Patients frequently report that the sense of taste is affected when they first wear dentures. They sometimes think that this is caused by the palate being covered by the dentures. In fact, taste buds are only present on the tongue, not in the palate. There are two reasons why food seems to lose some of it’s taste: First the feeling of the food being squashed against the palate is lost; second although the taste buds are working quite normally, the message they send to the brain is interrupted by the large number of sensory nerves in the mouth, telling the brain that a strange new object is in the mouth. As you become more accustomed to your dentures your brain pays less attention to these messages from the sensory nerves. When this happens, food regains its taste.

Eating with Dentures

When the jaw closes into its relaxed positions, the back teeth should meet evenly each side and there should not be any contact with the front teeth in this position. This allows you to chew food on the back teeth without the front teeth interfering and causing movement of the dentures. The front teeth should only meet when the lower jaw moves forward and bites through a sandwich or biscuit etc and then the back teeth take over for chewing, although this will depend on the individuals jaw relationship/bite.

When you receive your new dentures you should practice eating with them slowly, taking in small amounts of food until you become accustomed to them as this will feel strange at first and normally fell quite a mouthful until you get used to them.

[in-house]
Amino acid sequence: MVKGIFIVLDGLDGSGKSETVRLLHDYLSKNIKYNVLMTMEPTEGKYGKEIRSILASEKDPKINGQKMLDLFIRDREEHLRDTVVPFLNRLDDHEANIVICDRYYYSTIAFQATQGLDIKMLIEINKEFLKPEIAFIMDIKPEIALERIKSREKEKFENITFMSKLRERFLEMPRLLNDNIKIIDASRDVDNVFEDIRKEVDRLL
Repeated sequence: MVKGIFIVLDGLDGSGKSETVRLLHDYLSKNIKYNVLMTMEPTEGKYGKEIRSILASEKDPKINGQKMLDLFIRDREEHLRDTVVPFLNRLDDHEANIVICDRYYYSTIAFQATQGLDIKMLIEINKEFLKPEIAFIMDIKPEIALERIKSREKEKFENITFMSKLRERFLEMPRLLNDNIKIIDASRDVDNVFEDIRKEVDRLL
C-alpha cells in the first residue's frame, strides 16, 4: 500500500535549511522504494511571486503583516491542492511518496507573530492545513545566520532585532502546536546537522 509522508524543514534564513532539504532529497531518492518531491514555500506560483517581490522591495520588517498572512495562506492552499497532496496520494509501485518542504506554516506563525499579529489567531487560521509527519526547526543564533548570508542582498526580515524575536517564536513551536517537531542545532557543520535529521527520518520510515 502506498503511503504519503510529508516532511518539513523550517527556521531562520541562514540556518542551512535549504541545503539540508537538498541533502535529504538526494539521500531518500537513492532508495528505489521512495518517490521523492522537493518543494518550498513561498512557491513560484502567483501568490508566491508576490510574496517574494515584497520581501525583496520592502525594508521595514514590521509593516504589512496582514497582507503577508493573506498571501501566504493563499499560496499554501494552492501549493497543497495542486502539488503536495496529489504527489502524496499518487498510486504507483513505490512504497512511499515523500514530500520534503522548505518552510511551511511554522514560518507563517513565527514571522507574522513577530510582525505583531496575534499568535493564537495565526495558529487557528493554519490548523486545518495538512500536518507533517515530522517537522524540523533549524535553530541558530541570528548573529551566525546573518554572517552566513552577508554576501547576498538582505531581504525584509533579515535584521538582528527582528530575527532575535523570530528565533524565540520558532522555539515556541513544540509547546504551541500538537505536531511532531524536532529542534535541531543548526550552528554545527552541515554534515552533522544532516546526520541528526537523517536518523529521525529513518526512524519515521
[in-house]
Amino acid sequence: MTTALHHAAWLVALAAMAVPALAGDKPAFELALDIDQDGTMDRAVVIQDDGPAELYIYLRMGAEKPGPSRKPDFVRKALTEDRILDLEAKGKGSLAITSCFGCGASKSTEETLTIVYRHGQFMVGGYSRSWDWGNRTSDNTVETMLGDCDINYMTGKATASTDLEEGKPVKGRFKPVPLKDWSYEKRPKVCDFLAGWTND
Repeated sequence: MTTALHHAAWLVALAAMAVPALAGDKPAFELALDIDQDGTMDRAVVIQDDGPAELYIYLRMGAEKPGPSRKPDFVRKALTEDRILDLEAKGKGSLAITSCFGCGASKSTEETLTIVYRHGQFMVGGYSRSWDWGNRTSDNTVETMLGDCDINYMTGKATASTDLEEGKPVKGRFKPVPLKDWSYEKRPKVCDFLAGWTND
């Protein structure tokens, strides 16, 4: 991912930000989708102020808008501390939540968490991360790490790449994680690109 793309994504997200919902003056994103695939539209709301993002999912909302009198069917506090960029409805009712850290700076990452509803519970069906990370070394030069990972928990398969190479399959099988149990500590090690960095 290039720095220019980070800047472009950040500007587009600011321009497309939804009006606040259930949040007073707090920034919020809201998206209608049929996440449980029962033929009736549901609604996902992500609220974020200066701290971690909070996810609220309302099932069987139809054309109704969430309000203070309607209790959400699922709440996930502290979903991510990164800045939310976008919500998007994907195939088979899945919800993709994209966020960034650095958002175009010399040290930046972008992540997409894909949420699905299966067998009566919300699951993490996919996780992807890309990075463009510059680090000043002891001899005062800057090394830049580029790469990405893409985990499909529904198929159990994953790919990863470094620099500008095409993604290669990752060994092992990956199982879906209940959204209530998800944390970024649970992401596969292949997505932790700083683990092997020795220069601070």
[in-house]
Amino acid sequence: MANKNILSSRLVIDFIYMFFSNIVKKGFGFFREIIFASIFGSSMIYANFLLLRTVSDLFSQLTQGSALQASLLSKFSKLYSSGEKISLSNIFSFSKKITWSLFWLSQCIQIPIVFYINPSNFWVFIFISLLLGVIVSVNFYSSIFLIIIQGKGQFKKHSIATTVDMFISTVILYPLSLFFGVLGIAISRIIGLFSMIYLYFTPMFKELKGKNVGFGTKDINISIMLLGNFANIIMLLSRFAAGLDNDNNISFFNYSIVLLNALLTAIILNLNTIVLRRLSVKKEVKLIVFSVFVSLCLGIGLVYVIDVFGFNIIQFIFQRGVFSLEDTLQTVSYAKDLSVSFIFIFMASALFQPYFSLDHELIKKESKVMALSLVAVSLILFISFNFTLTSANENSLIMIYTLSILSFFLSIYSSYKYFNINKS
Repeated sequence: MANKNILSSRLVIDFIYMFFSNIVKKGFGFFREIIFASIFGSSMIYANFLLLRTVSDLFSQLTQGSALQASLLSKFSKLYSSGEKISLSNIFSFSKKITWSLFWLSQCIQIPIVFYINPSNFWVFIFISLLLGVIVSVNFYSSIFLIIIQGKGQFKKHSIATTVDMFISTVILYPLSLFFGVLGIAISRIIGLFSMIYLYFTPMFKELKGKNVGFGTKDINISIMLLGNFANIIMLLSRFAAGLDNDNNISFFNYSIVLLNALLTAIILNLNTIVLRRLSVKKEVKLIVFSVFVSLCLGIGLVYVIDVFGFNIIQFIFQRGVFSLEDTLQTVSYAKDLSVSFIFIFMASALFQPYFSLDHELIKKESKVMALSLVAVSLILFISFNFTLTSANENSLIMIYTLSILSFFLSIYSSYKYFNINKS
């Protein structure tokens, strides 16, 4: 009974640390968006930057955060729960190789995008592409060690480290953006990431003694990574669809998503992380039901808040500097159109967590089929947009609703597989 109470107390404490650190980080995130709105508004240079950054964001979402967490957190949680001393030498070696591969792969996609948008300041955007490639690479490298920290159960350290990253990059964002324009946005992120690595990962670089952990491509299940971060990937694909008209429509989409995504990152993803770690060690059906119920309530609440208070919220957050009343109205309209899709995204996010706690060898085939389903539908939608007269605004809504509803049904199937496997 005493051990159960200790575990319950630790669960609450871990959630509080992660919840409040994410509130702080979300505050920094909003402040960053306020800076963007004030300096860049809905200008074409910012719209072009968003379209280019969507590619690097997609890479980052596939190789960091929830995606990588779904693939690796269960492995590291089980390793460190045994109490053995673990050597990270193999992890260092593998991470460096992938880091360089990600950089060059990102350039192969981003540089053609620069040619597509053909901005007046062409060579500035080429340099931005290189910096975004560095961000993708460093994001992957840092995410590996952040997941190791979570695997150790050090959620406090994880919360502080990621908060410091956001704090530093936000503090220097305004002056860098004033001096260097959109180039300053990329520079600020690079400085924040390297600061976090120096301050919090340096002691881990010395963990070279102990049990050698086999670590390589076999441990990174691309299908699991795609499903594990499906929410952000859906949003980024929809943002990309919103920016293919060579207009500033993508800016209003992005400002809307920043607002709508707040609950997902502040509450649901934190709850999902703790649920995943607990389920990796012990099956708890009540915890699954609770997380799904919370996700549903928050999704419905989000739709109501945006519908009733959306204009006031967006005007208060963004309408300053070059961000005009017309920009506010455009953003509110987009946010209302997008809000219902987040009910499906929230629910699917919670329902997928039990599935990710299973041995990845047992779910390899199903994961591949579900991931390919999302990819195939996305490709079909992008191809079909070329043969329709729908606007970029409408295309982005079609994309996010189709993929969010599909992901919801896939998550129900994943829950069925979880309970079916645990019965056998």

When you begin eating with your new dentures, it is important to start slowly. Eating may present difficulties. In fact, it is the most difficult part of mastering your new dentures. You must not be discouraged if you experience a few failures at first: natural teeth are firmly fixed in bone, while artificial dentures only rest on the bone. When chewing on one side you may notice a tendency for the dentures to tip and loosen on the opposite side. Attempt to chew on both sides with the teeth. This will help prevent your dentures from tipping. Provided you are patient and spend the necessary time practising, you will learn to control the dentures automatically by using the muscles of mastication in your mouth. All the muscles must learn what they should and should not do. With some new dentures, it may have been necessary to increase the height of your upper and lower teeth so as to have them contact sooner. With a change such as this, you will have to develop new chewing habits simply because you will be chewing your food at a different position than that of your old dentures. Begin with eating food that does not need hard chewing. Also take smaller mouthfuls and chew slowly and evenly. At first do not bit off with your front teeth; you will learn to do that later. Cut the food into smaller pieces that can easily be put into your mouth, try eating porridge or yoghurt. As you become more skilled at using your dentures, you will be able to try harder and tougher foods, maybe even soft fruit. You may also have difficulty with very thin foods such as lettuce and the skins of apples or tomatoes. You will find apples easy to eat if you peel them into slices or quarters.